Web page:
Writer: Ed Brubaker
Pencils: Paul Gulacy
Inks: Jimmy Palmiotti
Colors: Laurie Kronenberg
Letters: Clem Robins
Publisher: D.C. Comics
In a bid to draw the hired killer Zeiss out, Catwoman roughs up the Penguin who she correctly believes brought Zeiss to Gotham, and while her efforts do draw Zeiss out, Catwoman soon has cause to regret this encounter, as Zeiss uses it to deliver a message. As she discovers that Zeiss is incredibly fast, as she's unable to lay a finger upon him during their brief encounter, Catwoman also learns that Zeiss doesn't really care who he kills so long as Catwoman is made aware that these people are dying because of her.
This issue is an exciting buildup chapter, as Catwoman gets her first face to face meeting with Zeiss, and he manages to deftly expose why claiming herself to be the protector of Gotham's East End is an impossible take as there's no way she can protect everyone living in the neighborhood. There's also a harrowing sequence where Catwoman has to race into the dark subway tunnels in pursuit of Zeiss who has gotten his hands on a hostage, and given Zeiss has shown himself to kill people indiscriminately, this scene does have a big question mark stamped on it. While there's a unwritten rule that children hostages are never killed, I have to say this didn't keep me from believing the worst when Zeiss started in with the knife. The issue also manages to offer up a nice display of the speed Zeiss can draw upon as he's able to make Catwoman look like she's standing still, in spite of her internal narration where she seems to be of the mind that he's almost as fast as she is. The issue also opens with a well written exchange between Catwoman and the Penguin, as while I still have difficulty accepting the character as a real threat with his silly umbrella weaponry, and the simple fact that most times I see him lately he's getting shaken down by the heroes, I will say this issue manages to give the character a bit of backbone, as we see not only does he stand up to Selina's demands, but her entire plan for getting him to do what she wants him to do is dependent on his not caving but rather getting angry enough to sic Zeiss on her.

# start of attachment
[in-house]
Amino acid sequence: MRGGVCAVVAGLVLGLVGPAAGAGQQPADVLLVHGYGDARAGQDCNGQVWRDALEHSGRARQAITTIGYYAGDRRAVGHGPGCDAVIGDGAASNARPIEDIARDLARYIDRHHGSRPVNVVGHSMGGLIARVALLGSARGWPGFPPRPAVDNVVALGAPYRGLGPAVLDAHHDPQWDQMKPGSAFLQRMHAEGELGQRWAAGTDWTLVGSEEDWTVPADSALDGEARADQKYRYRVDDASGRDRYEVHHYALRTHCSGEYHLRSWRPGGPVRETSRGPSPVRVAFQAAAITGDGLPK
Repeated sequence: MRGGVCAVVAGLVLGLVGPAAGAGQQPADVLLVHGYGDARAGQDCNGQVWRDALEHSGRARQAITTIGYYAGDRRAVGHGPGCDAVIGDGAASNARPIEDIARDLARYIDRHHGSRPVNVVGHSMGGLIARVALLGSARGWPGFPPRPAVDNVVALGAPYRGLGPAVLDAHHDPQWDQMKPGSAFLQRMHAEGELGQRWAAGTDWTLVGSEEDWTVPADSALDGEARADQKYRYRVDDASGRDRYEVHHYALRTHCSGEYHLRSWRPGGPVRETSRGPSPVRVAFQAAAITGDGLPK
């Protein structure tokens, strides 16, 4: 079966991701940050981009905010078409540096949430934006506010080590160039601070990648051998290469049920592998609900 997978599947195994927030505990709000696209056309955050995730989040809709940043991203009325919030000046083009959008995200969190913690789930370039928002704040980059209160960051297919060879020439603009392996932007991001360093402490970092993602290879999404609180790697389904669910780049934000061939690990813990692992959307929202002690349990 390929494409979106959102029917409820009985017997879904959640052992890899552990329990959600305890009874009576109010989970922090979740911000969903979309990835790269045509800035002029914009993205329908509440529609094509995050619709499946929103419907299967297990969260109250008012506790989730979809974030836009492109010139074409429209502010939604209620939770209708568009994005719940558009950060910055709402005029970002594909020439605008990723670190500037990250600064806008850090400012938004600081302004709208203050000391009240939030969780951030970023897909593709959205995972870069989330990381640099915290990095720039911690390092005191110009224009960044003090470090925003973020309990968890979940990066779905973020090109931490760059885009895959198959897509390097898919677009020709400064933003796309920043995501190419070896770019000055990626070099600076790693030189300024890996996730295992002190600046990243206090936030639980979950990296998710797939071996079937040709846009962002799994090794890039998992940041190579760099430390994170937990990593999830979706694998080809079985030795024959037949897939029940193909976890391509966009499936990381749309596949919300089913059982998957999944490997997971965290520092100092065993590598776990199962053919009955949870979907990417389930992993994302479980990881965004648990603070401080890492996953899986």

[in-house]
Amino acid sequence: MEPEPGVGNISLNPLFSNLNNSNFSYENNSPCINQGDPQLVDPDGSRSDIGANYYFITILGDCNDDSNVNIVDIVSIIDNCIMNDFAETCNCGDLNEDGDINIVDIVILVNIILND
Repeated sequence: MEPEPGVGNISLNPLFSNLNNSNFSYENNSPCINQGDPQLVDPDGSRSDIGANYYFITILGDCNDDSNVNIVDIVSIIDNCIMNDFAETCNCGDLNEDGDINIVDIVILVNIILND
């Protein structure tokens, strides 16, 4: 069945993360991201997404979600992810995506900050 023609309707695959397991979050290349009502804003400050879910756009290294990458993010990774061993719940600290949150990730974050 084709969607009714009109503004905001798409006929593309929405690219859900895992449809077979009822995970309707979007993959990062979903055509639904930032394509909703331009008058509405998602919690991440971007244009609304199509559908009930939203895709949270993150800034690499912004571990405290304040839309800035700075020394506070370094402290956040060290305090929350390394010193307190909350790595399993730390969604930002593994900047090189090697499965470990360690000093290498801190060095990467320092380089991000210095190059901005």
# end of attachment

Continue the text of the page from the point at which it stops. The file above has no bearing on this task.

I still miss the work of the previous art team, but Paul Gulacy does manage to show why he's going to be a good fit for this book, as he shows a very solid understanding of how to deliver a visually engaging fight. In fact there's a great panel where we see Zeiss evades what looks like a bone crunching kick to the head by Catwoman by flipping backwards to land behind a handy hostage, and I have to say I loved the sense of motion in this panel sequence. There's also a great visual shocker as we see Zeiss produces a gun and proceeds to gun down the nearby bystanders, as a means to show Catwoman that he doesn't really care who falls to his attacks. The art also does some great work on the opening sequence as we see Catwoman roughs up the Penguin, as the art manages to nicely sell his growing anger, and his look of utter terror after she drops him off the roof is absolutely perfect. However, I am a bit concerned that in the rest of the issue, the facial expressions are a bit flat, as Slam is the very definition of stone-faced, which was a bit distracting in the final pages when he discovers that his young bodyguard was injured by Zeiss, and the character undergoes no change of expression.